There is no way to answer your question intelligently without more facts.
It's kind of like asking a mechanic how much it will cost to fix your car before he has started the engine or looked under the hood.
You should consult with an attorney in your community who represents landlords in disputes with tenants. Many lawyers offer a free initial consultation, which should include an estimate of the costs involved.
Please understand that this is a general discussion of legal principles by a California lawyer and does not create an attorney/client relationship. It's impossible to give detailed, accurate advice based on a few sentences on a website (and you shouldn't provide too much specific information about your legal matter on a public forum like Avvo, anyway). You should always seek advice from an attorney licensed in your jurisdiction who can give you an informed opinion after reviewing all of the relevant information.
Based on the facts this sounds like a 1 day trial. Probably no jury. Attorney will charge for at least 8 hours, not to mention time for preparation.
The response given is not intended to create, nor does it create an ongoing duty to respond to questions. The response does not form an attorney-client relationship, nor is it intended to be anything other than the educated opinion of the author. It should not be relied upon as legal advice. The response given is based upon the limited facts provided by the person asking the question. To the extent additional or different facts exist, the response might possibly change.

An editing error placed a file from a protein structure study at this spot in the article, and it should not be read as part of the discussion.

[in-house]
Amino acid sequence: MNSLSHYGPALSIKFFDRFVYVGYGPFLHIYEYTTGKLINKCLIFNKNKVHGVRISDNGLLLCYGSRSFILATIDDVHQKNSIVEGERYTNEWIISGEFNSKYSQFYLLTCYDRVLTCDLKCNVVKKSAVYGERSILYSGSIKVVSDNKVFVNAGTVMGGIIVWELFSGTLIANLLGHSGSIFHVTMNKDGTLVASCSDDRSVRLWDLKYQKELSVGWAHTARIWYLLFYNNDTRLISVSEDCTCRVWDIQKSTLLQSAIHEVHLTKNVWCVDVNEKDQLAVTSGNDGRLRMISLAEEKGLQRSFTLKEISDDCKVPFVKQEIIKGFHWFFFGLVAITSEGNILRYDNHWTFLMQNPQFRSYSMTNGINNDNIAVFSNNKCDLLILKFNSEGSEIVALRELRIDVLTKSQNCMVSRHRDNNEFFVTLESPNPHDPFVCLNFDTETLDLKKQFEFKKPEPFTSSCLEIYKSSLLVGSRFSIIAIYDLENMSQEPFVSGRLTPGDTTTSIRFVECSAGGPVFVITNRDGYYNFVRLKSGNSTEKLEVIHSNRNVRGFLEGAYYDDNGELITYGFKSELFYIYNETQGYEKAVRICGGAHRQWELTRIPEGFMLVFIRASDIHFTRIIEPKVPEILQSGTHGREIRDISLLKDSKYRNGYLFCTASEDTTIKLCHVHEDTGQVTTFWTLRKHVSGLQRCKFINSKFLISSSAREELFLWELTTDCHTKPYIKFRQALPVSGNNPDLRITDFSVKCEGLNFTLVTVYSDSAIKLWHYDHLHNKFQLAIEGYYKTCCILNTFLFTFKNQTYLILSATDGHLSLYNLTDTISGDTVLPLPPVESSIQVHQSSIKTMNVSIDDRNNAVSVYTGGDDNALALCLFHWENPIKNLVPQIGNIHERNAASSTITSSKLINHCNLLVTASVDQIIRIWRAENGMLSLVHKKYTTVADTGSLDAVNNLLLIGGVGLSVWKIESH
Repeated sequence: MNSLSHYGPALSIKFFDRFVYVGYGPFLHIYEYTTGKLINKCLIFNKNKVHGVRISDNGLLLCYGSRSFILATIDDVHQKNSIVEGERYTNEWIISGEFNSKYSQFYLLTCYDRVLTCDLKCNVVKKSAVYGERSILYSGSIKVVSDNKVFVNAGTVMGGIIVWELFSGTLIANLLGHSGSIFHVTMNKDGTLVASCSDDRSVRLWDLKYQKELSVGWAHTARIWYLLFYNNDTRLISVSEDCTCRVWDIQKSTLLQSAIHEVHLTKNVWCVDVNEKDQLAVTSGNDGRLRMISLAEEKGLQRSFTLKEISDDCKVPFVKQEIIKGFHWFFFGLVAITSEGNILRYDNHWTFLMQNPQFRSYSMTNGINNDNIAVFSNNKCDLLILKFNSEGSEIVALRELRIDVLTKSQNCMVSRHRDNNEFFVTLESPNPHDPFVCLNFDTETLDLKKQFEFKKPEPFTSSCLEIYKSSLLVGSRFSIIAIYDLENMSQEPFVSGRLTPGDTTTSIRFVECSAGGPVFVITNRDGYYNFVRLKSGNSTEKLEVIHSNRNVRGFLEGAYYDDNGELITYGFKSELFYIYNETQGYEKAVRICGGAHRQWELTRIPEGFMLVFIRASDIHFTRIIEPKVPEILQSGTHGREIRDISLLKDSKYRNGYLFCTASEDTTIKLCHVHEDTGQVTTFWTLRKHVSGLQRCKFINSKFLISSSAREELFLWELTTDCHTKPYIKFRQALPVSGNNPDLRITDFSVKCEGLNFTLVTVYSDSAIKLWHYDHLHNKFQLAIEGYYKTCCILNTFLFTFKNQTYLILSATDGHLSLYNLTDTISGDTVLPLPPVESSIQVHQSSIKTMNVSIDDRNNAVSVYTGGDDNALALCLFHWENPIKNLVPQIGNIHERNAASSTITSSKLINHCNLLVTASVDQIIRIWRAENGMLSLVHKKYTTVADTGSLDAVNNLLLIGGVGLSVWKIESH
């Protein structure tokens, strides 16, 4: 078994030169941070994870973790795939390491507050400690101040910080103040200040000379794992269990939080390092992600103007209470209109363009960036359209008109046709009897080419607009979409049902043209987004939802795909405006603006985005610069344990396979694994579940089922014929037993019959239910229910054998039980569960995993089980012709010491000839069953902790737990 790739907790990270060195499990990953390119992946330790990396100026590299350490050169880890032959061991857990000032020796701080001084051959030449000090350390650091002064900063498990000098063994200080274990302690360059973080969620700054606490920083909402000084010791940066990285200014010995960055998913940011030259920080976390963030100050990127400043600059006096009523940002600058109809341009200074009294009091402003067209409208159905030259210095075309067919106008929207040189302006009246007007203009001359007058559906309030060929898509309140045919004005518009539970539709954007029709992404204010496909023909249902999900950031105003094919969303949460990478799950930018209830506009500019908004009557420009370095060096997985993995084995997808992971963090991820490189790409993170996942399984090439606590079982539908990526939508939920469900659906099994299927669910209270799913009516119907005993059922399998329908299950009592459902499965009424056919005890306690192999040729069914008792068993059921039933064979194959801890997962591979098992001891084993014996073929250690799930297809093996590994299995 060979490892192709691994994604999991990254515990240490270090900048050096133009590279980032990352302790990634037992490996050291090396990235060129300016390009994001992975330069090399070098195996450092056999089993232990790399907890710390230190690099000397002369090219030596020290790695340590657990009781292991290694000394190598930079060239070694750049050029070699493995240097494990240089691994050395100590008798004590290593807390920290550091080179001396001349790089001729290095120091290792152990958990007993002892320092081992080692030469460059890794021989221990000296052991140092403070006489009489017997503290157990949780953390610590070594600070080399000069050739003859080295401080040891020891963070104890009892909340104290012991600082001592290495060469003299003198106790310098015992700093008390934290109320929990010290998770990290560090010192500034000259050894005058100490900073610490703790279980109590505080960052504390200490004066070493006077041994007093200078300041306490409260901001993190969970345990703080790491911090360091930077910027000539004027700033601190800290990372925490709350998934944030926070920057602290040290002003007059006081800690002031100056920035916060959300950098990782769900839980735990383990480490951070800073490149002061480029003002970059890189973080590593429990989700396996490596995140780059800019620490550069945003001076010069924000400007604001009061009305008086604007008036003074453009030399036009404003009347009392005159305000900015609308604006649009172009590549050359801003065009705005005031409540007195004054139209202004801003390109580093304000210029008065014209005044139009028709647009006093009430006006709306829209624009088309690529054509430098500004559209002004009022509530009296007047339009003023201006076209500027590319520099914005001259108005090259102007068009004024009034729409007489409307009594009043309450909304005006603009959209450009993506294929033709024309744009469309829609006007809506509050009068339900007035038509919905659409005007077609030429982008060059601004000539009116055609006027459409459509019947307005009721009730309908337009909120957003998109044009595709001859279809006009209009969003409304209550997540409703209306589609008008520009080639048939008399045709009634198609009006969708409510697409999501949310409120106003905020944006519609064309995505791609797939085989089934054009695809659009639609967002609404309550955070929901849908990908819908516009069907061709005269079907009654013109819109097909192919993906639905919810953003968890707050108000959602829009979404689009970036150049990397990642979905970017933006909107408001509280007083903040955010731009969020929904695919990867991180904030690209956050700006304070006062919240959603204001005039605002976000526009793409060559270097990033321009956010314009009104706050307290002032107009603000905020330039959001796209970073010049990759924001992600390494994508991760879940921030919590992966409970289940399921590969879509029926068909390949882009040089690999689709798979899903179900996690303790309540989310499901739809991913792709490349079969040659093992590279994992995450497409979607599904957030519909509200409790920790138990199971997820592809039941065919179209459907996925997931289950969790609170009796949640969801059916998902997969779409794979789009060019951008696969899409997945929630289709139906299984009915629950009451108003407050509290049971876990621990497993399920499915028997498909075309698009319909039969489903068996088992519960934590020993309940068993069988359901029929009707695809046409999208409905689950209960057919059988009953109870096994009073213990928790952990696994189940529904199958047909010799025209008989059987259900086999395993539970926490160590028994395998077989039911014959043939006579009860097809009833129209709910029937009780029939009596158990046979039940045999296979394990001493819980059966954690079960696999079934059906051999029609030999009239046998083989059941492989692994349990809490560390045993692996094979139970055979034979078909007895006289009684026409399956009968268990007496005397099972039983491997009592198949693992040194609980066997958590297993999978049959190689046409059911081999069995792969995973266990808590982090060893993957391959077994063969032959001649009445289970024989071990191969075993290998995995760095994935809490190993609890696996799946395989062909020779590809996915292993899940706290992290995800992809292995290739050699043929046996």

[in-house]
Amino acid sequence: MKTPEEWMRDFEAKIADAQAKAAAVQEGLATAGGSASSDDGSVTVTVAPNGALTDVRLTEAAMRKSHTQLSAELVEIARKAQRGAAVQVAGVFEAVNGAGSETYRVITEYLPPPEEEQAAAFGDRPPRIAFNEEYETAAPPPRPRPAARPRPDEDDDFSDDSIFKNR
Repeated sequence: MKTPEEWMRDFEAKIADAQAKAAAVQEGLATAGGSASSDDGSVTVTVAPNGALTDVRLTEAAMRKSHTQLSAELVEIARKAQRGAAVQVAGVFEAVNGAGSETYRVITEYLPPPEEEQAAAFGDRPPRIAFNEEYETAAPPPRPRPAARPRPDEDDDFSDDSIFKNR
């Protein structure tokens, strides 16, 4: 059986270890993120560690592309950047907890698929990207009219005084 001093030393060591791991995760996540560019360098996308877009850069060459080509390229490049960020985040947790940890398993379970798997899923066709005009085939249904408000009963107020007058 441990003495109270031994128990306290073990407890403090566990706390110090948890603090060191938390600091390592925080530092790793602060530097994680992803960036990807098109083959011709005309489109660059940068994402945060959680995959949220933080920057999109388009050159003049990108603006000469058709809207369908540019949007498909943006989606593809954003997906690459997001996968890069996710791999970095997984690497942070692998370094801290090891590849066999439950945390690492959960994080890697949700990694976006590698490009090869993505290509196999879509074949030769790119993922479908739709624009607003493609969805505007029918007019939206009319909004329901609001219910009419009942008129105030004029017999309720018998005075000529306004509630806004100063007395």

A wrongful eviction case can take anywhere from one day to try to two weeks or more to try, depending on the facts of the case, and depending on whether or not a jury is requested. A jury will be involved if either side requests a jury. Most attorneys charge by the hour to represent you at trial, but not all. What seems clear, though, is that you do need a lawyer. If money's tight, try to find a newly-admitted lawyer who wants to get some trial experience to represent you.
If a judgment has been rendered against you, you can make a motion for reconsideration, or a motion for new trial.
The former requires new facts or law, and must be brought within 10 days, while the latter requires a showing that the judgment is not supported by the evidence.
You also have the right to appeal from an adverse judgment.
If you failed to appear for trial, and did not present evidence that supported your position, it is unlikely you will be able to set aside a judgment.
In terms of the fees that will be incurred in seeking such relief, there is no fair way to estimate without knowing all of the facts.
I would strongly urge you to consult immediately with a litigator skilled in this area of the law.
PLEASE NOTE THAT THIS RESPONSE SHOULD NOT BE CONSTRUED AS A LEGAL OPINION OR ADVISE, AND DOES NOT CREATE AN ATTORNEY-CLIENT RELATIONSHIP. IN ORDER TO RENDER A LEGAL OPINION OR ADVISE, THE RESPONDING ATTORNEY WOULD NEED FAR MORE INFORMATION THAN HAS BEEN PROVIDED, AND WOULD NEED TO BE RETAINED PURSUANT TO A WRITTEN FEE AGREEMENT.